Where Does the Phrase “Right as a Trivet” Come From and What Does It Mean?

A trivet is just a three-legged stool or table.

The name, somewhat distorted, comes from the same source as “tripod,” three footed. Anything that is three legged, as a milking stool, will stand firmly on any kind of surface.

So the phrase, right as a trivet, means thoroughly right, perfectly stable.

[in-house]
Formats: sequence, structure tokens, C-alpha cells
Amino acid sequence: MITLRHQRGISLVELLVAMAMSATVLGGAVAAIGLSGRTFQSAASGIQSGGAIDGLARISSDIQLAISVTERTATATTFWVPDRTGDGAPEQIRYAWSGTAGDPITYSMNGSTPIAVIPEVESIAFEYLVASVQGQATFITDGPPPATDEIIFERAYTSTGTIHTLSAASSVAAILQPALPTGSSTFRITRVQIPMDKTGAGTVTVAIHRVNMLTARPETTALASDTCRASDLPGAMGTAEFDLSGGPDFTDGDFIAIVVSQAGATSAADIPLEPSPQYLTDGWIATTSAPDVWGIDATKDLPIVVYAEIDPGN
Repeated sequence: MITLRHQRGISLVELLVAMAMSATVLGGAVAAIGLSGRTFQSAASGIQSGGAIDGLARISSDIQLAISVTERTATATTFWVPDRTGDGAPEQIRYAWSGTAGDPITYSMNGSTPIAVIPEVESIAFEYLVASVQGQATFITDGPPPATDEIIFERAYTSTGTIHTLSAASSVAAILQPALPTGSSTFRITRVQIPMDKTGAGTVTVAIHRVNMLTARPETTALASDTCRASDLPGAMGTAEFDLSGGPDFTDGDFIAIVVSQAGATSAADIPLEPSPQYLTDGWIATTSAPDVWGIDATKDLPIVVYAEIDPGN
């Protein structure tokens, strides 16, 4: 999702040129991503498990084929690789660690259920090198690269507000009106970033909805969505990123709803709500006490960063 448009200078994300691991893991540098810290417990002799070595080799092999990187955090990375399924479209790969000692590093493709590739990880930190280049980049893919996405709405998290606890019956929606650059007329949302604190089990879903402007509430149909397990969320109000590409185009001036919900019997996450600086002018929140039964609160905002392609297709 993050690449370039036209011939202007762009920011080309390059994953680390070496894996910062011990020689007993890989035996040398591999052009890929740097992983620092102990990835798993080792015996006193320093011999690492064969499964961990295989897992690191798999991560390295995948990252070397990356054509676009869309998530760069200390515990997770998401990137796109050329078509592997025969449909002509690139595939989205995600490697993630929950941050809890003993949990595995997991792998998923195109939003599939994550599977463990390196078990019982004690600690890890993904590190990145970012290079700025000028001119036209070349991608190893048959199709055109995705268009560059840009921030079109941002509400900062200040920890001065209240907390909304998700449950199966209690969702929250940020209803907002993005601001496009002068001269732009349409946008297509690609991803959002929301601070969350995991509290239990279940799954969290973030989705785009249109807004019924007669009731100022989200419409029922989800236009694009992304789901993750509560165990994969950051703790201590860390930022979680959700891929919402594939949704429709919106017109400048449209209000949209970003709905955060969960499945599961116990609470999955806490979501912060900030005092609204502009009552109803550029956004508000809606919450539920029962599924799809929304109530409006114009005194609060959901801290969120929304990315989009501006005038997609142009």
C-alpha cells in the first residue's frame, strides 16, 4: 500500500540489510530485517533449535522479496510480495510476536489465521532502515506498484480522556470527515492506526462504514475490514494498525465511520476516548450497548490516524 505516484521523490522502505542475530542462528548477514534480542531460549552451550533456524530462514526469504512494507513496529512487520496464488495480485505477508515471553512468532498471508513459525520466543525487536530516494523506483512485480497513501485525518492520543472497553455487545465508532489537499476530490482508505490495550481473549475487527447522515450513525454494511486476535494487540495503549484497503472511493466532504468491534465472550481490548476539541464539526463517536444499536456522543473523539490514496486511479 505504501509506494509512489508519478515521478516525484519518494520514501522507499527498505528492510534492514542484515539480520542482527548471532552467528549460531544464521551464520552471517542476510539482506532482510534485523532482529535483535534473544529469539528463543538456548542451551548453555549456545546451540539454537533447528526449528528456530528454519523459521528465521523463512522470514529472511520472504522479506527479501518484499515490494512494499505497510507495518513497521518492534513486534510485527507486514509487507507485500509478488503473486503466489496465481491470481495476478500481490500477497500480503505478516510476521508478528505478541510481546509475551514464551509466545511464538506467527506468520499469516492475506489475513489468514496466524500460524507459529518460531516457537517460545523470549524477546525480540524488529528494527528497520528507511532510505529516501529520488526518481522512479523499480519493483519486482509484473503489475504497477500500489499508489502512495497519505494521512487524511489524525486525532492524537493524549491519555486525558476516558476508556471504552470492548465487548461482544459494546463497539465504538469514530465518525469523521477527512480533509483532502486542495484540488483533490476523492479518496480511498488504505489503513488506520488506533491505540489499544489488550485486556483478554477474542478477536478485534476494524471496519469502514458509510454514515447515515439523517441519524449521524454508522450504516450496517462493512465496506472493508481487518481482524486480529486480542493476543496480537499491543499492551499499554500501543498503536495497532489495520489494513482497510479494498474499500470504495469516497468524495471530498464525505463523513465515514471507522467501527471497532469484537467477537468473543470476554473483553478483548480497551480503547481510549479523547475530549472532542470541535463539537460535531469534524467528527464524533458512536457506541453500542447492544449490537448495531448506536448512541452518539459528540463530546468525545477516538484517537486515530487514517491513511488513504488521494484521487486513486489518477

From the evidence of literary use, the expression is little more than a hundred years old; but the fact that Thomas Hood used it in 1835, and Charles Dickens put it into the mouth of one of his characters in 1837 indicates that it had long been in colloquial speech before those dates.

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